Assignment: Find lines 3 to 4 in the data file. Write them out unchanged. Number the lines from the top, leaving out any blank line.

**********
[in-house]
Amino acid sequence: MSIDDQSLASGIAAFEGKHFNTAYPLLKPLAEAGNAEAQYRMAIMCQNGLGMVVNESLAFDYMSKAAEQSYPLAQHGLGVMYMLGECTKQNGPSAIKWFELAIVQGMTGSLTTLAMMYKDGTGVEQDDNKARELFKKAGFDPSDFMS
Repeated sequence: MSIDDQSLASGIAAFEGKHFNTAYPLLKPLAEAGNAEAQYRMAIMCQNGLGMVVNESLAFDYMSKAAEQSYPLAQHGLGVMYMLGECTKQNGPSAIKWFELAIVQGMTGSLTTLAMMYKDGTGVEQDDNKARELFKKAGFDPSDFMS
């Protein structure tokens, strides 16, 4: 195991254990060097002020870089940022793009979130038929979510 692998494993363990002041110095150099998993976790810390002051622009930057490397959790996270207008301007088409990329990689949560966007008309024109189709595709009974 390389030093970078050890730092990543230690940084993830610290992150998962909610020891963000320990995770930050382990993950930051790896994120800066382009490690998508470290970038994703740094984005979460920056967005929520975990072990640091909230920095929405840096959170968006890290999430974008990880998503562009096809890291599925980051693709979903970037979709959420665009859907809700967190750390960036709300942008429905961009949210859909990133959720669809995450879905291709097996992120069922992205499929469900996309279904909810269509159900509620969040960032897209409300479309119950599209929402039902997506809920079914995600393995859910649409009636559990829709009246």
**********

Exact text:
Repeated sequence: MSIDDQSLASGIAAFEGKHFNTAYPLLKPLAEAGNAEAQYRMAIMCQNGLGMVVNESLAFDYMSKAAEQSYPLAQHGLGVMYMLGECTKQNGPSAIKWFELAIVQGMTGSLTTLAMMYKDGTGVEQDDNKARELFKKAGFDPSDFMS
């Protein structure tokens, strides 16, 4: 195991254990060097002020870089940022793009979130038929979510 692998494993363990002041110095150099998993976790810390002051622009930057490397959790996270207008301007088409990329990689949560966007008309024109189709595709009974 390389030093970078050890730092990543230690940084993830610290992150998962909610020891963000320990995770930050382990993950930051790896994120800066382009490690998508470290970038994703740094984005979460920056967005929520975990072990640091909230920095929405840096959170968006890290999430974008990880998503562009096809890291599925980051693709979903970037979709959420665009859907809700967190750390960036709300942008429905961009949210859909990133959720669809995450879905291709097996992120069922992205499929469900996309279904909810269509159900509620969040960032897209409300479309119950599209929402039902997506809920079914995600393995859910649409009636559990829709009246």